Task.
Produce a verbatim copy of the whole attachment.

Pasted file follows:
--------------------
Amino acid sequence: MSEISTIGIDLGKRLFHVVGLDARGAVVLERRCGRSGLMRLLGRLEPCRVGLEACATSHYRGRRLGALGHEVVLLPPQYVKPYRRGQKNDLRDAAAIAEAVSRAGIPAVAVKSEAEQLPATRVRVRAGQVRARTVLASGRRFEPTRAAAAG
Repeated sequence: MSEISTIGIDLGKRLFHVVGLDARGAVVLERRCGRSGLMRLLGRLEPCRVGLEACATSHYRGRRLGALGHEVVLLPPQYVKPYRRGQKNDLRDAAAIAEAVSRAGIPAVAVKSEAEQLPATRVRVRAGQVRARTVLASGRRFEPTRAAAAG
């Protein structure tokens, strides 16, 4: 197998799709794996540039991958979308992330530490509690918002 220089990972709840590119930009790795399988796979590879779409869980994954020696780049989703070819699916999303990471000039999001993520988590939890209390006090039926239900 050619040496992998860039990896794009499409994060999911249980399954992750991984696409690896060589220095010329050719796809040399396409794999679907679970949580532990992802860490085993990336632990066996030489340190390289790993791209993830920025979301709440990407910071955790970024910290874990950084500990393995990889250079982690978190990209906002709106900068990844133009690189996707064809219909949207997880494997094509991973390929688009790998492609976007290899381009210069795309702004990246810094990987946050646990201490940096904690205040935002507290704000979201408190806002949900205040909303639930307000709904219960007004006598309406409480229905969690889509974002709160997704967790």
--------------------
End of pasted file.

Amino acid sequence: MSEISTIGIDLGKRLFHVVGLDARGAVVLERRCGRSGLMRLLGRLEPCRVGLEACATSHYRGRRLGALGHEVVLLPPQYVKPYRRGQKNDLRDAAAIAEAVSRAGIPAVAVKSEAEQLPATRVRVRAGQVRARTVLASGRRFEPTRAAAAG
Repeated sequence: MSEISTIGIDLGKRLFHVVGLDARGAVVLERRCGRSGLMRLLGRLEPCRVGLEACATSHYRGRRLGALGHEVVLLPPQYVKPYRRGQKNDLRDAAAIAEAVSRAGIPAVAVKSEAEQLPATRVRVRAGQVRARTVLASGRRFEPTRAAAAG
């Protein structure tokens, strides 16, 4: 197998799709794996540039991958979308992330530490509690918002 220089990972709840590119930009790795399988796979590879779409869980994954020696780049989703070819699916999303990471000039999001993520988590939890209390006090039926239900 050619040496992998860039990896794009499409994060999911249980399954992750991984696409690896060589220095010329050719796809040399396409794999679907679970949580532990992802860490085993990336632990066996030489340190390289790993791209993830920025979301709440990407910071955790970024910290874990950084500990393995990889250079982690978190990209906002709106900068990844133009690189996707064809219909949207997880494997094509991973390929688009790998492609976007290899381009210069795309702004990246810094990987946050646990201490940096904690205040935002507290704000979201408190806002949900205040909303639930307000709904219960007004006598309406409480229905969690889509974002709160997704967790």